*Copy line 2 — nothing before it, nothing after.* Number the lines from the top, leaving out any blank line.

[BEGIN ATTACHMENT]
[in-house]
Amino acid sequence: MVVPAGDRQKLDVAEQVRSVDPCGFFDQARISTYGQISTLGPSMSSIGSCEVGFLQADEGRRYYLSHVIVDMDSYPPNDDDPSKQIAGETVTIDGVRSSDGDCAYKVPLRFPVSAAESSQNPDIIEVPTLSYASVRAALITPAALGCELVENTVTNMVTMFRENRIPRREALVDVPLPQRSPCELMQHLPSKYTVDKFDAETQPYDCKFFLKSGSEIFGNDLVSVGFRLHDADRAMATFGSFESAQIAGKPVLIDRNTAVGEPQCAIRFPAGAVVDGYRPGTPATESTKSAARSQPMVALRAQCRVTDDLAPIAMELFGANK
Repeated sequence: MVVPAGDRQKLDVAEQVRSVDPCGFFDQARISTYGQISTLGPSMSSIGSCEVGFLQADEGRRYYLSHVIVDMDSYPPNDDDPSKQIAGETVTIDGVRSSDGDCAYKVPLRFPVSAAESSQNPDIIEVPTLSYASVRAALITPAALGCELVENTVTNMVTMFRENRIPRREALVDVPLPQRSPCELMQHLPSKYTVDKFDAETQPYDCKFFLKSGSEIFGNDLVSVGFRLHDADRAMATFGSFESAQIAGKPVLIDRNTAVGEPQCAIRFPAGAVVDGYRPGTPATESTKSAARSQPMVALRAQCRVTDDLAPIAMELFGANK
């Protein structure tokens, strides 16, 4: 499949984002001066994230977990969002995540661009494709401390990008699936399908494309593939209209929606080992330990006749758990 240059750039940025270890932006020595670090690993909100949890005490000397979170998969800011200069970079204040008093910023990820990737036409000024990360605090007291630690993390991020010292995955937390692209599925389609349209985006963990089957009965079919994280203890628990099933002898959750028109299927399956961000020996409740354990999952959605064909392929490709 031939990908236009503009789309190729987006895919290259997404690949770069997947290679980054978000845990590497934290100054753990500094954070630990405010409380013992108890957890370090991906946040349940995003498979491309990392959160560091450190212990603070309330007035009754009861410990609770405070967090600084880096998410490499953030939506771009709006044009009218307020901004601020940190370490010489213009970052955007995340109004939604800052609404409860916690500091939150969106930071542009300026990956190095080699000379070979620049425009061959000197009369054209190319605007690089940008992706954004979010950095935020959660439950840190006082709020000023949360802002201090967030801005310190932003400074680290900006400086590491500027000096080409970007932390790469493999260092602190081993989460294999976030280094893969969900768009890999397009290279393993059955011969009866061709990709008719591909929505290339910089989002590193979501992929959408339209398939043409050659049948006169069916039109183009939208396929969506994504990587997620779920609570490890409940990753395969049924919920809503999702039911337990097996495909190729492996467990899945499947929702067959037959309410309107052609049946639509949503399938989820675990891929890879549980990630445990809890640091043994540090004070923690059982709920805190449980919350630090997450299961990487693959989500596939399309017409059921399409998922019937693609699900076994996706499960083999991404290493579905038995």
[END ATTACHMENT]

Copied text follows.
Amino acid sequence: MVVPAGDRQKLDVAEQVRSVDPCGFFDQARISTYGQISTLGPSMSSIGSCEVGFLQADEGRRYYLSHVIVDMDSYPPNDDDPSKQIAGETVTIDGVRSSDGDCAYKVPLRFPVSAAESSQNPDIIEVPTLSYASVRAALITPAALGCELVENTVTNMVTMFRENRIPRREALVDVPLPQRSPCELMQHLPSKYTVDKFDAETQPYDCKFFLKSGSEIFGNDLVSVGFRLHDADRAMATFGSFESAQIAGKPVLIDRNTAVGEPQCAIRFPAGAVVDGYRPGTPATESTKSAARSQPMVALRAQCRVTDDLAPIAMELFGANK